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During notionally light-hearted moments, the truth slithers out from under the carpet.
Shortly after becoming chairman of the International Air Transport Association’s board of governors, Qatar Airways CEO Akbar Al Baker was asked by an Australian journalist what could be done about the woeful representation of women in Middle East aviation.
He tried to be flip about it. First mistake. And then he said, in jocular fashion: "Of course it has to be led by a man because it is a very challenging position." There were groans.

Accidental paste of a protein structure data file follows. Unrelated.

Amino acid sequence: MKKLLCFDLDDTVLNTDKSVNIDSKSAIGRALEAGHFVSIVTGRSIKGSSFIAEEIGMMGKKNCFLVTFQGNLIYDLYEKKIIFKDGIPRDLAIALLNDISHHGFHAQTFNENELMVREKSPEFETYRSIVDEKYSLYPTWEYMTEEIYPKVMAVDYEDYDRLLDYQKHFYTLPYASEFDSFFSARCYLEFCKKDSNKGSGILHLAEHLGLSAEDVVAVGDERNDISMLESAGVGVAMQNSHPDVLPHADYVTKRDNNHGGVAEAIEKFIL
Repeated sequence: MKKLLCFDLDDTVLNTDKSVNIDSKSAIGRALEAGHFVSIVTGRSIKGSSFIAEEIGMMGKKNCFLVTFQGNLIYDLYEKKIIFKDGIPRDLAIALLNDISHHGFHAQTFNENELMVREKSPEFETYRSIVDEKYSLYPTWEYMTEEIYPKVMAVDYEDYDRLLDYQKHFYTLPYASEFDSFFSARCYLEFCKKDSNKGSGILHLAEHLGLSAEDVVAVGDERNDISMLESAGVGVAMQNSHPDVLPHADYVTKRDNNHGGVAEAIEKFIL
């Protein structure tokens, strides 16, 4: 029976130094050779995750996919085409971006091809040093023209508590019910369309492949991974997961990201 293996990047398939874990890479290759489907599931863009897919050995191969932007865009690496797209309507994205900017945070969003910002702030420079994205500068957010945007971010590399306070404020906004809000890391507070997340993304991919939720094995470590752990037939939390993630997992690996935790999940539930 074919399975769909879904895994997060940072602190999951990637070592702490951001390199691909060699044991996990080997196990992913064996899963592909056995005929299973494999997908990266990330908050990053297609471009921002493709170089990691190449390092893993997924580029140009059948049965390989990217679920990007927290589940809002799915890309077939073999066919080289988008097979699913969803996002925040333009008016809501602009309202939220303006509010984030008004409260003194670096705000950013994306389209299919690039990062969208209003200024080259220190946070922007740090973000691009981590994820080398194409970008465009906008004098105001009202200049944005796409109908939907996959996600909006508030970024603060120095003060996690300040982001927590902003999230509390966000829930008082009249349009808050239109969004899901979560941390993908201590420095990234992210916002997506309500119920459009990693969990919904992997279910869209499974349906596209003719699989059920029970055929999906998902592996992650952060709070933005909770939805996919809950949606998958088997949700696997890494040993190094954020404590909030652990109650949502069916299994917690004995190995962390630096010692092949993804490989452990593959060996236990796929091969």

And there are ironies. By the standards of Middle East aviation, as Al Baker sorrowfully pointed out afterwards, Qatar Airways is a frontrunner: the first airline in the region to employ female pilots, one of the first to train and employ female engineers, and with females represented through to senior vice-president.
About 44% of the airline’s staff are women, he said, offering his "heartfelt" apologies.
This little vignette, echoed in many other situations, ...
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